Mendoza: Danding, ECJ & BOSS

Al Mendoza
·2 min read

I’m glad that Eduardo “Danding” Cojuangco Jr. will be one of the honorees in today’s sports awards of the Philippine Sportswriters Association headed by Tito S. Talao.

He should have been feted when he was alive. Why don’t we honor our greats while they are still around?

Frailties abound in this truly unfair world.

But then again, late is never late for as long as the action being done befits the occasion—as in paying tribute to someone’s contribution for the uplift of humanity.

Born rich, Cojuangco, called ECJ by his peers and BOSS by his legion of fans and allies, used much of his wealth to help Philippine sports.

Mainly enamored with basketball to become, aptly, the country’s first basketball godfather, Cojuangco also spent a good chunk of his money to support other sports, school athletics programs and even the personal needs of athletes unknown to him.

To him, there was no distinction. Rich or poor, he was willing to help. Young or even those considered over-the-hill, he’d treat each one with equal attention.

At De La Salle, he bankrolled the basketball team for decades. He even built an apartment type building inside the campus to house players recruited from the provinces—either for school or national use.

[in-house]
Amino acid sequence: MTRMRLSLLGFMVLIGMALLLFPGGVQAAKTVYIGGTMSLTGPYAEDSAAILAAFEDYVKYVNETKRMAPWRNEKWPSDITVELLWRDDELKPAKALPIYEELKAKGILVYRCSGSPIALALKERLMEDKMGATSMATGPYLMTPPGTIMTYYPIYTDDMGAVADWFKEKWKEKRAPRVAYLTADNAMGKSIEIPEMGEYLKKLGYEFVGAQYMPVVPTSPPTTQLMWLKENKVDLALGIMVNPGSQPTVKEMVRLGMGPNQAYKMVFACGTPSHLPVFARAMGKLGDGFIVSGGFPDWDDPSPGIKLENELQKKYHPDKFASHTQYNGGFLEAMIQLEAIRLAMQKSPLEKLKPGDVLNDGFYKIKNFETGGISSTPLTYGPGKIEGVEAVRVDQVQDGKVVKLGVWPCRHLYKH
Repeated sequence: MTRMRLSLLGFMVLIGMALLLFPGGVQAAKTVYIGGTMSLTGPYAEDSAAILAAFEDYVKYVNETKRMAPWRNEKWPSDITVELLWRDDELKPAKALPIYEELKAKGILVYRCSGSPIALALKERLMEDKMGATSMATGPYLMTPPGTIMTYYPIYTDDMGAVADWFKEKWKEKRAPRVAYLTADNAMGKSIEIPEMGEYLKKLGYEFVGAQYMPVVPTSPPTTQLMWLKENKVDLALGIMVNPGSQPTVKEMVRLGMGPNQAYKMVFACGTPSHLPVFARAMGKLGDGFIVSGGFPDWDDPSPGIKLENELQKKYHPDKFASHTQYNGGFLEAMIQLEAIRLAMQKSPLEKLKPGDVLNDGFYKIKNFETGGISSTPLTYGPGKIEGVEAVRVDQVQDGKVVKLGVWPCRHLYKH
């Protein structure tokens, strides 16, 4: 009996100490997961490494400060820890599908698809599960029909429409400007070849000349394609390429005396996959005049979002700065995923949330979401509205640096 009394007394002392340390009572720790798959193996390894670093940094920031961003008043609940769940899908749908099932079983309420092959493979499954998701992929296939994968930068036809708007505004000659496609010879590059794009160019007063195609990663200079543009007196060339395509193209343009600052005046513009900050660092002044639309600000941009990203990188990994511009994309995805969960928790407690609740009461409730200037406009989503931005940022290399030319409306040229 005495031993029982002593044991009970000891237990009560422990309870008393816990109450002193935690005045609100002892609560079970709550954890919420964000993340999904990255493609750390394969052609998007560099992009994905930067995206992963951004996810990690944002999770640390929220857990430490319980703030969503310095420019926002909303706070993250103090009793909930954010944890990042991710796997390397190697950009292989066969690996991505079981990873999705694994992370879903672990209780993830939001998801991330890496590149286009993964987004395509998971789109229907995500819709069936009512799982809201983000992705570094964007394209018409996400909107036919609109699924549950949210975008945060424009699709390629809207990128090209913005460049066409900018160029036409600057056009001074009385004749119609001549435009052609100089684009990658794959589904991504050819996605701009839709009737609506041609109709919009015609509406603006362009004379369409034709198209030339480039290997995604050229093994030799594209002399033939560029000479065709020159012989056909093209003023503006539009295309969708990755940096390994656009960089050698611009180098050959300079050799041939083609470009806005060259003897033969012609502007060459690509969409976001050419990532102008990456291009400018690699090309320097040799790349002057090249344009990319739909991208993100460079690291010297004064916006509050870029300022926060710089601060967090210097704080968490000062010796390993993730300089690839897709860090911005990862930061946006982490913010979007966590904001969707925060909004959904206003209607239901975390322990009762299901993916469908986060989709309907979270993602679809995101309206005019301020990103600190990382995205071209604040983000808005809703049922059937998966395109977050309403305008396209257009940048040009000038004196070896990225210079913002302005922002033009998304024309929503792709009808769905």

“That’s my dear alma mater, Al,” he would tell me during dinner with him in his bungalow at plush Santa Monica, Los Angeles, CA.

That occasion was arranged by Chit Pineda, his bosom friend—a momentous one as it was the first interview granted by ECJ after his self-exile following the 1986 Edsa Revolt.

I called up Chit, then based in San Francisco, to request for the interview.

“Sure,” Chit said. “The BOSS will only be too glad to see you.”

In 1985, I joined ECJ to the Hong Kong ABC cagefest and the World Interclub in Girona, Spain.

Our dinner group included the Journal’s Roger Flores (bless his soul) and, yes, Jake P. Ayson, my beloved neighbor.

Over roasted chicken and salads, I had the most memorable moments with BOSS Danding—BOSS meaning “Basta Okey Sama Sama.”

And to top it all, our butler and waiter that night was the late Ron Jacobs, one of the greatest coaches that Philippine basketball has ever had. But that’s another story.